Original Research

The use of spiritual resources to cope with trauma in daily existence

Vhumani Magezi, Charles Manda
In die Skriflig/In Luce Verbi | Vol 50, No 1 | a2145 | DOI: https://doi.org/10.4102/ids.v50i1.2145 | © 2016 Vhumani Magezi, Charles Manda | This work is licensed under CC Attribution 4.0
Submitted: 09 May 2016 | Published: 30 November 2016

About the author(s)

Vhumani Magezi, Faculty of Humanities, School of Basic Sciences, North-West University, Vaal Triangle Campus, South Africa
Charles Manda, Research Institute for Religion and Theology, University of South Africa,, South Africa


The article explores the link between trauma and spirituality, and investigates whether and how spirituality can be used as a resource to address the needs of people in traumatic situations. The authors address the following questions: Why is it that spirituality and God himself may seem to make little or no sense to people who are experiencing trauma? Is spirituality an abstract concept that lacks practical relevance in crisis situations? Do peoples’ understanding of God and what they believe about his nature and power affect their spirituality and determine how they understand God’s intervention in coping with trauma? To answer these questions, the authors make use of the life history research method to analyse the case of Nokwazi Chiya, a Zulu woman who abandoned God and all spiritual support systems after the traumatic death of her fiancé. The findings demonstrate how traumatic events destroy not only the psychosocial aspects, but also the survivor’s faith in a natural or divine order and cast the survivor into a state of existential crisis. The findings further show the role spirituality plays in enhancing the healing, recovery and developing resilience of trauma survivors. The study subsequently argues for an integrated approach to working through trauma, which brings spirituality into the psychotherapeutic dialogue – particularly in the South African context, where the majority of the population is exposed to various types of trauma. This integrated psychotherapy approach will have implications for the disciplines of practical theology and psychology or psychiatry, especially with regard to how we understand, assess and treat the needs of different people exposed to trauma and other existential crises.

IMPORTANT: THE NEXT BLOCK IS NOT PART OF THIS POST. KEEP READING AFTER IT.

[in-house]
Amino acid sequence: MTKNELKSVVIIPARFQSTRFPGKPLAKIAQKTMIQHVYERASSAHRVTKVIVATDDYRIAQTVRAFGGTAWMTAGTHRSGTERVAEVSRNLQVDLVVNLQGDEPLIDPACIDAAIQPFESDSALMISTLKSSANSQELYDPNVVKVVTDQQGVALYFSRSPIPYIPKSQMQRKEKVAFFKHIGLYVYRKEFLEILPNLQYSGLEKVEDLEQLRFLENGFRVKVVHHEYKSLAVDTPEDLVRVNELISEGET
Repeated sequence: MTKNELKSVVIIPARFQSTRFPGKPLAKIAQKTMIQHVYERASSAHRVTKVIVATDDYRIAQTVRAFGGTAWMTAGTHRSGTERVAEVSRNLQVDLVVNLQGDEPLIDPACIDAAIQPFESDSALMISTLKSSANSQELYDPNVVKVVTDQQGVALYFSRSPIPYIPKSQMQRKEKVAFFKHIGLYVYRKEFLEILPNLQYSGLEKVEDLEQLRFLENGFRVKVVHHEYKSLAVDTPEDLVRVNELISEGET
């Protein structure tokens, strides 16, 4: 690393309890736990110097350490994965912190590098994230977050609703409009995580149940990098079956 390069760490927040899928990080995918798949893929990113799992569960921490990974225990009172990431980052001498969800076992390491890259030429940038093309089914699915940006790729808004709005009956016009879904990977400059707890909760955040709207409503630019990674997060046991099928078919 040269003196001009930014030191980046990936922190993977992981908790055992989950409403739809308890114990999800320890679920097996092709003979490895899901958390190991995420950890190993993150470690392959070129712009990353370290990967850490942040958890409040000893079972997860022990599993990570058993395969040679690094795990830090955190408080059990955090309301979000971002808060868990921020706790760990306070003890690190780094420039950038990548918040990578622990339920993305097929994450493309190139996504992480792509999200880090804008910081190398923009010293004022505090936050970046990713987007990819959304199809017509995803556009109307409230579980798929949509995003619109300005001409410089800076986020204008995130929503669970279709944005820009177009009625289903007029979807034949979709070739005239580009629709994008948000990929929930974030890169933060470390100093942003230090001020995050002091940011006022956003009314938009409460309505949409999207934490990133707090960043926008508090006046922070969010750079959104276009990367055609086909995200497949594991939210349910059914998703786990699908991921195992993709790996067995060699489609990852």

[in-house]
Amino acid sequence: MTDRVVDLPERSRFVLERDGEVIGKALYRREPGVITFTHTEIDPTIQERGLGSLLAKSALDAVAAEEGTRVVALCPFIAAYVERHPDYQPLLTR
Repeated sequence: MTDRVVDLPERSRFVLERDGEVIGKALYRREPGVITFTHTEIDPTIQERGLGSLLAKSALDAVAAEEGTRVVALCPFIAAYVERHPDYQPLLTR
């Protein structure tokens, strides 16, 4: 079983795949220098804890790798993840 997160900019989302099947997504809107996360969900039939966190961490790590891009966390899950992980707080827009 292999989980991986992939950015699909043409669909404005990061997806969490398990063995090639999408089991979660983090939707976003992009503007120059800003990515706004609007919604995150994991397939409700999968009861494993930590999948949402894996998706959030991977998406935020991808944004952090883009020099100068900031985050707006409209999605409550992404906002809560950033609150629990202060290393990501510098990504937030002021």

Trauma and God-images; God images and coping; spirituality and trauma; coping in crises through spirituality


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